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May 21, 2020

COVID-19 – One more reason to address mental health

Bruce Morton

Even in the best of times, mental wellbeing is a major concern in the workplace and at home. This pandemic is affecting mental wellbeing with levels of anxiety and depression increasing due to the unknown looming.  Many cities have reported that they have responded to more emergency calls related to mental health over the past two months. With the arrival of the COVID-19 pandemic, workers and families now face added pressures: the risk of themselves or loved ones becoming infected by COVID-19, real or potential job losses, school closures and other problems stemming from the pandemic. The question is how will they handle this extra pressure at work and at home?  Will the extra pressure directly affect employees’ relationships, their physical capabilities, their productivity, and their safety?

Whether working from home or in a workplace, most workers have experienced how important it is to support and understand mental health. Supporting your own wellbeing as well as those around you, is a critical piece to fostering healthy and safe workers and family members. The questions remains, what can we do to address this challenge, what can employers and families do to manage the pressures that have now escalated in this current virus environment?

Support your workers’ and family’s overall health. Creating a safer workplace helps reduce the likelihood of injuries, which contribute to mental health issues. A study by the Institute for Work and Health makes a correlation between mental health and reduction in injuries. The study states that within a 12-month time frame following an on-the-job work injury, seven out of 10 injured workers reported frequent bouts of depression. A safer workplace also means fully implementing COVID-19 safety practices not only meant to keep employees healthy, but also mentally at ease; these measures include improved sanitation, social distancing, leave for employees who may have COVID-19 and when necessary, reducing or suspending work-related activity.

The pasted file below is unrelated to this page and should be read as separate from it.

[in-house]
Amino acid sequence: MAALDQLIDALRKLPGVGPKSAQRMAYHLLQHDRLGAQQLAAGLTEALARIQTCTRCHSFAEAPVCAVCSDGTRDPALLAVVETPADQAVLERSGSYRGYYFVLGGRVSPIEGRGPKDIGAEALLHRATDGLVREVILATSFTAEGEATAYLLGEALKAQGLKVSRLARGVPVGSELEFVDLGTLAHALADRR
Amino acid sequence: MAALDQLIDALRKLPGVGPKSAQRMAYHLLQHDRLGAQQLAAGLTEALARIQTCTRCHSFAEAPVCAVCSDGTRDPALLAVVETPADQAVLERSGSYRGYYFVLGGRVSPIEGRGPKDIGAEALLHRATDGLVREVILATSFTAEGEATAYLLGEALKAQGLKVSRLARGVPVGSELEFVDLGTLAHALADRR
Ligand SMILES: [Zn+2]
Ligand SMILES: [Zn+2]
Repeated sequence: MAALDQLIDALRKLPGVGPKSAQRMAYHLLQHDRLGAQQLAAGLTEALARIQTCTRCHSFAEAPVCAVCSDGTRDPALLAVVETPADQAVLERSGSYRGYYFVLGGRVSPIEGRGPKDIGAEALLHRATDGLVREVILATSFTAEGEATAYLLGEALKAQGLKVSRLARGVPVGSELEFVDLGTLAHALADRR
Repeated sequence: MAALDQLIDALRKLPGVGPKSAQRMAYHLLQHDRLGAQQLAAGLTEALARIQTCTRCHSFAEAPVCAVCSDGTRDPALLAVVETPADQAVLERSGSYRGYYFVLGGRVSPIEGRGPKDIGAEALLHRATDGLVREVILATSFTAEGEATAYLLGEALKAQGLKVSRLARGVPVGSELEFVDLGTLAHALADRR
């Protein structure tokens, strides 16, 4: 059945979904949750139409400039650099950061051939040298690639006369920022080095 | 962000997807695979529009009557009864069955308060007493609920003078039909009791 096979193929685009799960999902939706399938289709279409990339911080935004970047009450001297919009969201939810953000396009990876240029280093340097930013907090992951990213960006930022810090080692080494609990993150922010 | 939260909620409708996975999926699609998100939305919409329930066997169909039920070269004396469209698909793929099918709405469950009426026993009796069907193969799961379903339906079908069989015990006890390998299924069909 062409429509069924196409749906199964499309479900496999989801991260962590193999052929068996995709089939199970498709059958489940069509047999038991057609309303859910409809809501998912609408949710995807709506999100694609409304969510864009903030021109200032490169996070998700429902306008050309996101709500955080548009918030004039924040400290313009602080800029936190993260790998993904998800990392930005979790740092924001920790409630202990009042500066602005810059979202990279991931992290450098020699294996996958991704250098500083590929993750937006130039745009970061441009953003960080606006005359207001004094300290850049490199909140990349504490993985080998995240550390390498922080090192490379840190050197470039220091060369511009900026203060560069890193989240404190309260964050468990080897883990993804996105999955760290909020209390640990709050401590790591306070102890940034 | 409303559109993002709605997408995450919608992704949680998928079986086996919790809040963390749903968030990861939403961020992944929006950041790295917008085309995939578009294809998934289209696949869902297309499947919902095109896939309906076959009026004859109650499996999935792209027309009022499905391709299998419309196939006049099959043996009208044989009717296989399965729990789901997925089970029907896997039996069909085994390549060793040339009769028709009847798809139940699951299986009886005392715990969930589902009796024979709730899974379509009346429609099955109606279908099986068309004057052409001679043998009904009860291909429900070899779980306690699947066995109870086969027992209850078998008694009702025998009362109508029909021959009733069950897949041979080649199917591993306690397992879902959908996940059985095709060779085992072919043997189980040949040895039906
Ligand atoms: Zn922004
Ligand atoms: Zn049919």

Talk to your employees, family and friends about mental health and encourage them to talk about it too. My son has severe mental health issues. For the longest time my wife and I did not talk to others about it and it took a physical and emotion toll on our family. We found that once we talked to other support systems or just to other parents who had similar issues it helped tremendously. I recently talked to a colleague about my son and he pulled me aside to tell be about his son. I was able to provide him some information that hopefully in the long run will help their family. This is even rarer within the workplace. The National Alliance on Mental Illness states that although one in five Americans live with mental illness, only 43 percent of them seek support. With standard employee assistance programs seeing three to five percent utilization this means very few of our employees that need mental health support are getting it through the workplace. Unfortunately, the typical workplace or phone or text conversation is not a place where people talk about their feelings or personal struggles. Regular communication with workers, family and friends about mental wellbeing should be incorporated into daily living. It is also important to know what the warning signs and symptoms are and where to get help.

Take actions that will have an impact. It is critical to give anyone dealing with mental health issues the training they need to identify mental health problems and play a constructive role.  My wife and I have taken training through our local NAMI and through treatment centers that my son has visited. We found a book that really enlightened us as parents and gave us the tools to help our son and family. Resources like NAMI’s peer lead programs can assist families in getting though rough times. 

The stigma around mental illness is real and we need to make an effort to lessen it. Earlier I stated it was difficult to talk to others about my son’s mental health struggles. By talking about them, we were led to so many great people who helped us as a family at home, school and work. I encourage people to talk to each other, their employees and medical health individual for the mental wellbeing of themselves, their family and the workplace. A safer workplace, good communication, effective training and supportive benefits are recognized as compassionate best practices for promoting a healthier environment. We are not going to solve this problem overnight, but we can take steps now that will have real impact.

Read more about Mental Health and how MMA can support you in the Employee Mental Health: More vulnerable than ever during the COVID-19 crisis blog post.